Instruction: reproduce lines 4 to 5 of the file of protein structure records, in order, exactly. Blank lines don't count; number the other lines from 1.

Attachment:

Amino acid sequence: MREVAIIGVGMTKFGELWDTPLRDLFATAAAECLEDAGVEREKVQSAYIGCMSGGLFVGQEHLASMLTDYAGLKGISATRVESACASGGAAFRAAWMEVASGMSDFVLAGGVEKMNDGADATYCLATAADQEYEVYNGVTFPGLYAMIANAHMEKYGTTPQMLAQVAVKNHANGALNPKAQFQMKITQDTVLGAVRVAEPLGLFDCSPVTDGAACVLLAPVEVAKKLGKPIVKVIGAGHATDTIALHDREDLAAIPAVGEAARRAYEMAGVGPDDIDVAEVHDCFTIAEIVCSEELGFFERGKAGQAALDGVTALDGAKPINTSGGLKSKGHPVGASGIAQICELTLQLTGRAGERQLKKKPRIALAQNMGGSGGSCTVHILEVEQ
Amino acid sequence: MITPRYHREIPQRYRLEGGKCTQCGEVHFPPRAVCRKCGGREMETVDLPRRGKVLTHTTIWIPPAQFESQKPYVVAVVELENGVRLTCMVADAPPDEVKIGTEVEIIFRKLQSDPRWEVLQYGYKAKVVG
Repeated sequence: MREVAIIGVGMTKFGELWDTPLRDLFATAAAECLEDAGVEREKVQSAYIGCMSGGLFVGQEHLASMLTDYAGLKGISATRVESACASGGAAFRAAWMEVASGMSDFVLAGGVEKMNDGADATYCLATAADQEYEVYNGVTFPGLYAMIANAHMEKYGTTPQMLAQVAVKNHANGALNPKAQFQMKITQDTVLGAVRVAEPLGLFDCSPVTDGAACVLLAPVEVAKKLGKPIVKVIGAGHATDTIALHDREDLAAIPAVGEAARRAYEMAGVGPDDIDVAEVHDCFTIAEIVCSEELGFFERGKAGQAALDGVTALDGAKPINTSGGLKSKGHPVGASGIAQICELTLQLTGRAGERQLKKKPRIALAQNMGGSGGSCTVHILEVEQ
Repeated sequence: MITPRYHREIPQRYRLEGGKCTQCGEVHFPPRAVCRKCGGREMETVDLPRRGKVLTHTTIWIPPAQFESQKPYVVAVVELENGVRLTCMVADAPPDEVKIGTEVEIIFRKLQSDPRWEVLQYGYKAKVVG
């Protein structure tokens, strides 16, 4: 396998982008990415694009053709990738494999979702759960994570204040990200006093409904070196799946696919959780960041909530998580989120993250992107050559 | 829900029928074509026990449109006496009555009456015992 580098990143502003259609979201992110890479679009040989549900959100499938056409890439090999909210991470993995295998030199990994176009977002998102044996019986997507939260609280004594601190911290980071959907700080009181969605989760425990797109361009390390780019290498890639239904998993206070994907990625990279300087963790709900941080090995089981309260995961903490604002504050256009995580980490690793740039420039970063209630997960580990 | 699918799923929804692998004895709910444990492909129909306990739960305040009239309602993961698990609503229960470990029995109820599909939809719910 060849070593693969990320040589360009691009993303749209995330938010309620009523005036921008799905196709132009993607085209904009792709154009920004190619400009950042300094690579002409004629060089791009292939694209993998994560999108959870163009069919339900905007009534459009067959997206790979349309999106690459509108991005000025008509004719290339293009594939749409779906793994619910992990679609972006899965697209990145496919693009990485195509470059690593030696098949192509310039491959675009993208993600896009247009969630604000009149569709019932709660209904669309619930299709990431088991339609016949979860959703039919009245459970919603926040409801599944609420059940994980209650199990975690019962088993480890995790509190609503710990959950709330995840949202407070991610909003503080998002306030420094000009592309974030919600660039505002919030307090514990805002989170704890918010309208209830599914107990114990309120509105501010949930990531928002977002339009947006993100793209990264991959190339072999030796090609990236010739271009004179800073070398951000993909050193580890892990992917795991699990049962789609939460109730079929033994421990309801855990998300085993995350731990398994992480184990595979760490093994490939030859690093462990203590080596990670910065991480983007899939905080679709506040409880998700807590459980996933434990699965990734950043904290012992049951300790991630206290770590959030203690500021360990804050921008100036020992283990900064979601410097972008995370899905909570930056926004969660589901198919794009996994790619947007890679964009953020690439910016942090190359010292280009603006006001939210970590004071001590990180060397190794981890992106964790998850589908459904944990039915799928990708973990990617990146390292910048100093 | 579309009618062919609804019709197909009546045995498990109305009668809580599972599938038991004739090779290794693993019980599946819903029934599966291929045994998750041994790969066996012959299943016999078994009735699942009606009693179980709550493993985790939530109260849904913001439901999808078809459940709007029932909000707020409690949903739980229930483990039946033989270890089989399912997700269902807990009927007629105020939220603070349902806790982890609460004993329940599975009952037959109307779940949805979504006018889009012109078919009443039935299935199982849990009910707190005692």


Repeated sequence: MITPRYHREIPQRYRLEGGKCTQCGEVHFPPRAVCRKCGGREMETVDLPRRGKVLTHTTIWIPPAQFESQKPYVVAVVELENGVRLTCMVADAPPDEVKIGTEVEIIFRKLQSDPRWEVLQYGYKAKVVG
């Protein structure tokens, strides 16, 4: 396998982008990415694009053709990738494999979702759960994570204040990200006093409904070196799946696919959780960041909530998580989120993250992107050559 | 829900029928074509026990449109006496009555009456015992 580098990143502003259609979201992110890479679009040989549900959100499938056409890439090999909210991470993995295998030199990994176009977002998102044996019986997507939260609280004594601190911290980071959907700080009181969605989760425990797109361009390390780019290498890639239904998993206070994907990625990279300087963790709900941080090995089981309260995961903490604002504050256009995580980490690793740039420039970063209630997960580990 | 699918799923929804692998004895709910444990492909129909306990739960305040009239309602993961698990609503229960470990029995109820599909939809719910 060849070593693969990320040589360009691009993303749209995330938010309620009523005036921008799905196709132009993607085209904009792709154009920004190619400009950042300094690579002409004629060089791009292939694209993998994560999108959870163009069919339900905007009534459009067959997206790979349309999106690459509108991005000025008509004719290339293009594939749409779906793994619910992990679609972006899965697209990145496919693009990485195509470059690593030696098949192509310039491959675009993208993600896009247009969630604000009149569709019932709660209904669309619930299709990431088991339609016949979860959703039919009245459970919603926040409801599944609420059940994980209650199990975690019962088993480890995790509190609503710990959950709330995840949202407070991610909003503080998002306030420094000009592309974030919600660039505002919030307090514990805002989170704890918010309208209830599914107990114990309120509105501010949930990531928002977002339009947006993100793209990264991959190339072999030796090609990236010739271009004179800073070398951000993909050193580890892990992917795991699990049962789609939460109730079929033994421990309801855990998300085993995350731990398994992480184990595979760490093994490939030859690093462990203590080596990670910065991480983007899939905080679709506040409880998700807590459980996933434990699965990734950043904290012992049951300790991630206290770590959030203690500021360990804050921008100036020992283990900064979601410097972008995370899905909570930056926004969660589901198919794009996994790619947007890679964009953020690439910016942090190359010292280009603006006001939210970590004071001590990180060397190794981890992106964790998850589908459904944990039915799928990708973990990617990146390292910048100093 | 579309009618062919609804019709197909009546045995498990109305009668809580599972599938038991004739090779290794693993019980599946819903029934599966291929045994998750041994790969066996012959299943016999078994009735699942009606009693179980709550493993985790939530109260849904913001439901999808078809459940709007029932909000707020409690949903739980229930483990039946033989270890089989399912997700269902807990009927007629105020939220603070349902806790982890609460004993329940599975009952037959109307779940949805979504006018889009012109078919009443039935299935199982849990009910707190005692």